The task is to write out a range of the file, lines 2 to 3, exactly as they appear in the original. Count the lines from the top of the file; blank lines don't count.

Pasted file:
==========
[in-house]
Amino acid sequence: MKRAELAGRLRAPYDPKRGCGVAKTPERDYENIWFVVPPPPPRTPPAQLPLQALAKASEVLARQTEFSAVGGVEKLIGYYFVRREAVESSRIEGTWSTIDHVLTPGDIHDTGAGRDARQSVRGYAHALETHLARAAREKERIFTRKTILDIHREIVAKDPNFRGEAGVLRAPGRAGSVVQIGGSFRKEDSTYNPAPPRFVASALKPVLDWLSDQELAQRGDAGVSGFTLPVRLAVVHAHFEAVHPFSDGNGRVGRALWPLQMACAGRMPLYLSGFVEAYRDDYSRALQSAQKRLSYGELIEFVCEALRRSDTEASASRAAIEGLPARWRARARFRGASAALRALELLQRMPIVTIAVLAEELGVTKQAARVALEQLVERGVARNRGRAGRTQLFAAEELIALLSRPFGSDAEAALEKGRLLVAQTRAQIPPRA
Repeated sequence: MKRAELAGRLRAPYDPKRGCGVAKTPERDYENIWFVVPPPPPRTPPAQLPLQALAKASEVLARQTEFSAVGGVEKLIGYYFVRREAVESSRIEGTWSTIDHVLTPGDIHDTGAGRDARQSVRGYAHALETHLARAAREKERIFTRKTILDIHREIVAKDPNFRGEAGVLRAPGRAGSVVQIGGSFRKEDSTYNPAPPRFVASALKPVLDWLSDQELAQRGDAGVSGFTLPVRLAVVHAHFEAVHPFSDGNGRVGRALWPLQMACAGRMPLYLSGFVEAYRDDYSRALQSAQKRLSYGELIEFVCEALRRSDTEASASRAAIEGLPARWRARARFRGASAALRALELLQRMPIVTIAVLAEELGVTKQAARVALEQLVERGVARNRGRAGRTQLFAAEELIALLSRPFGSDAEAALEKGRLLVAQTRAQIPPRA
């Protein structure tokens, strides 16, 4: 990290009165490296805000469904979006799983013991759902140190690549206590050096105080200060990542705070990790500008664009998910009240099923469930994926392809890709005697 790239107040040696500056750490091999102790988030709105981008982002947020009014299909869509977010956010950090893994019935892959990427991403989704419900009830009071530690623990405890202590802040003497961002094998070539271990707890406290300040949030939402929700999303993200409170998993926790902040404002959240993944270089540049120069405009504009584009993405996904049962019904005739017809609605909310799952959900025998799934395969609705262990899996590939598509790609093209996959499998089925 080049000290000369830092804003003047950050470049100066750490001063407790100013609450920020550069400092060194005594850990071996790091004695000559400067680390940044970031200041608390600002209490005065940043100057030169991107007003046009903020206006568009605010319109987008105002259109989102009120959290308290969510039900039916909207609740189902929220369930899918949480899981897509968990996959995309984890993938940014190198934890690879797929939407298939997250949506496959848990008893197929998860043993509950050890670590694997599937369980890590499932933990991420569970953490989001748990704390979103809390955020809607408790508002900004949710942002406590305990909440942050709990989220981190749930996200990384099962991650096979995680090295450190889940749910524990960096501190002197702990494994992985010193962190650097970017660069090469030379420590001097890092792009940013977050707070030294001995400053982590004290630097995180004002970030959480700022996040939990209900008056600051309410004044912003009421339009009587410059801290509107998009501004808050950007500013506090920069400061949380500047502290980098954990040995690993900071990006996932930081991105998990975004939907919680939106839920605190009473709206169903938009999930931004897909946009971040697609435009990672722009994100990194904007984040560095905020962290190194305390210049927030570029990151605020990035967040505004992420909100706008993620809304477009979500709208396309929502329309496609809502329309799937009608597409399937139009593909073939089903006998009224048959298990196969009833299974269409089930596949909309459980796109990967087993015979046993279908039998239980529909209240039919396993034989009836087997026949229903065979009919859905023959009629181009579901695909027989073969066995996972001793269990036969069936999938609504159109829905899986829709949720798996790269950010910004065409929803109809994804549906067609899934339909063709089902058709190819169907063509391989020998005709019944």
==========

Amino acid sequence: MKRAELAGRLRAPYDPKRGCGVAKTPERDYENIWFVVPPPPPRTPPAQLPLQALAKASEVLARQTEFSAVGGVEKLIGYYFVRREAVESSRIEGTWSTIDHVLTPGDIHDTGAGRDARQSVRGYAHALETHLARAAREKERIFTRKTILDIHREIVAKDPNFRGEAGVLRAPGRAGSVVQIGGSFRKEDSTYNPAPPRFVASALKPVLDWLSDQELAQRGDAGVSGFTLPVRLAVVHAHFEAVHPFSDGNGRVGRALWPLQMACAGRMPLYLSGFVEAYRDDYSRALQSAQKRLSYGELIEFVCEALRRSDTEASASRAAIEGLPARWRARARFRGASAALRALELLQRMPIVTIAVLAEELGVTKQAARVALEQLVERGVARNRGRAGRTQLFAAEELIALLSRPFGSDAEAALEKGRLLVAQTRAQIPPRA
Repeated sequence: MKRAELAGRLRAPYDPKRGCGVAKTPERDYENIWFVVPPPPPRTPPAQLPLQALAKASEVLARQTEFSAVGGVEKLIGYYFVRREAVESSRIEGTWSTIDHVLTPGDIHDTGAGRDARQSVRGYAHALETHLARAAREKERIFTRKTILDIHREIVAKDPNFRGEAGVLRAPGRAGSVVQIGGSFRKEDSTYNPAPPRFVASALKPVLDWLSDQELAQRGDAGVSGFTLPVRLAVVHAHFEAVHPFSDGNGRVGRALWPLQMACAGRMPLYLSGFVEAYRDDYSRALQSAQKRLSYGELIEFVCEALRRSDTEASASRAAIEGLPARWRARARFRGASAALRALELLQRMPIVTIAVLAEELGVTKQAARVALEQLVERGVARNRGRAGRTQLFAAEELIALLSRPFGSDAEAALEKGRLLVAQTRAQIPPRA